A First Look Inside Soho House Mumbai

Prepare to swoon...

The Soho House empire just keeps expanding, with Soho House Mumbai being the latest outpost added to the growing list of destinations.

It’s the 23rd Soho House and marks the franchise’s first foray into Asia. The interiors are, as expected, a rich visual feast heavily influenced by Indian patterns, fabrics and designs.

There are 38 bedrooms, two restaurants (including a Cecconi’s), a members only gym, steam rooms and juice bar, a 34-seat screening room, a library and a members event space.

The 10-storey building is crowned with a rooftop bar and pool, a Soho House staple, framed by vaulted teal awnings, striped sunbeds and a jungle of lush foliage, and with views of the city and the Arabian sea.

The rooftop is decked out with traditional Indian cement tiles, with walls clad in reclaimed sleeper wood and retractable awnings overhead.

 

A colourful marble-top bar faces out over the sea, with terrazzo tables, locally produced cane furniture and a relaxed seating area.

The exotic look continues inside, with Indian aesthetics subtly incorporated by way of locally-sourced cane and wicker furniture, patterned tiles, rich and colourful Indian fabrics, lampshades created from antique sari fabrics found in nearby markets, and local antiques and artwork.

Think Soho House chic but with a hearty dash of Indian luxury.

The charming, smart-bohemian decor was led by Nick Jones and director of Soho House Design, Linda Boronkay, and features Indian accents everywhere — from the cushions and upholstery made of colourful block printed fabrics from Rajasthan, to the art (Subodh Gupta, Bharti Kher, Thukral and Tagra) which is featured across the property.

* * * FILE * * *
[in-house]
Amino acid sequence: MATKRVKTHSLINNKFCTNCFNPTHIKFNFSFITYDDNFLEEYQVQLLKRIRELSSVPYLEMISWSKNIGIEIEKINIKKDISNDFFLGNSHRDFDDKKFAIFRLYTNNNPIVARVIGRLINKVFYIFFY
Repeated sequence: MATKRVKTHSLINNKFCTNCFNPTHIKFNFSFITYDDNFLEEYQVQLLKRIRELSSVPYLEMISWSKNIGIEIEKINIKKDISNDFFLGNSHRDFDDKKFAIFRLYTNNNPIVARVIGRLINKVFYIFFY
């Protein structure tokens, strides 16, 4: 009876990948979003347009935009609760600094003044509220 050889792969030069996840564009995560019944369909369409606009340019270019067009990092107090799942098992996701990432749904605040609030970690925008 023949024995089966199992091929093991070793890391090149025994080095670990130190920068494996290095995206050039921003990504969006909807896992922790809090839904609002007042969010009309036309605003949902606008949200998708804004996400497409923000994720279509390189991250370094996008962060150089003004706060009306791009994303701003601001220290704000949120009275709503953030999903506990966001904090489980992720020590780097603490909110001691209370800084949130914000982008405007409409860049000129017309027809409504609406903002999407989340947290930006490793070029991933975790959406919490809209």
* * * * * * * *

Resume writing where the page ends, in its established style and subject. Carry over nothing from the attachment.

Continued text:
Each of the 38 bedrooms is individually designed, with antique wicker and bone inlay furniture, deep armchairs, textured sisal rugs, and patterned wallpaper, and with balconies with glorious views over the Arabian sea.

The bathrooms are equally fabulous, with Indian-inspired coloured cement tiling, vintage mirrors and marble fittings, and a full set of Cowshed products in each.

The same eclectic style continues throughout the members’ areas in the House. It’s all woods and teals and groovy lamps, Rajasthani fabrics and patterned upholstery – everything is cushioned and comfy and homely.

The eighth-floor is the main members’ space, with high ceilings, cut-glass chandeliers, antique teak floors and a bar in the centre of the room. The space flows out onto picturesque outdoor balconies with views out over the sea and city on either side.

Upstairs on the ninth floor there’s a library with floor-to-ceiling windows that look down into part of the members’ space below.

The second floor is home to a large, fully-equipped gym, with a steam room and juice bar.

On the first floor is the screening room, with 34 armchairs made in mohair and Rajasthani hand printed block fabrics, with footstools, side tables and a menu with drinks and snacks that can be ordered for the film.

There’s also a private event space, the Eva room, which hosts weekly members events — from talks and workshops to movie screenings and bingo nights.

Finally, on the ground floor there two spaces which are also open to the public; café and lounge bar Allis and a Cecconi’s restaurant.

All-day cafe Allis has white paneling with a reclaimed timber herringbone floor, Indian textiles, handmade rugs, vintage rattan furniture, Jaipur green marble bar tops with panels of bold printed fabric on the front, and more patterned ceramic tiles.

Next door, Cecconi’s restaurant has more glass chandeliers, warm timber and rattan panelling with antique Indian handmade brass lights, as well as an L-shaped marble bar and a seating area with leather banquettes and Indian cut-glass lights.

Outside there’s a large beach side terrace overlooking the sea, with rattan chairs, tables and plants lining the terrace.

With several new Soho House clubs opening earlier this year, including Soho House White City and Soho House Amsterdam, and with 22 locations around the world, world domination of Soho House sees no sign of slowing down.

 

Daily Style Fix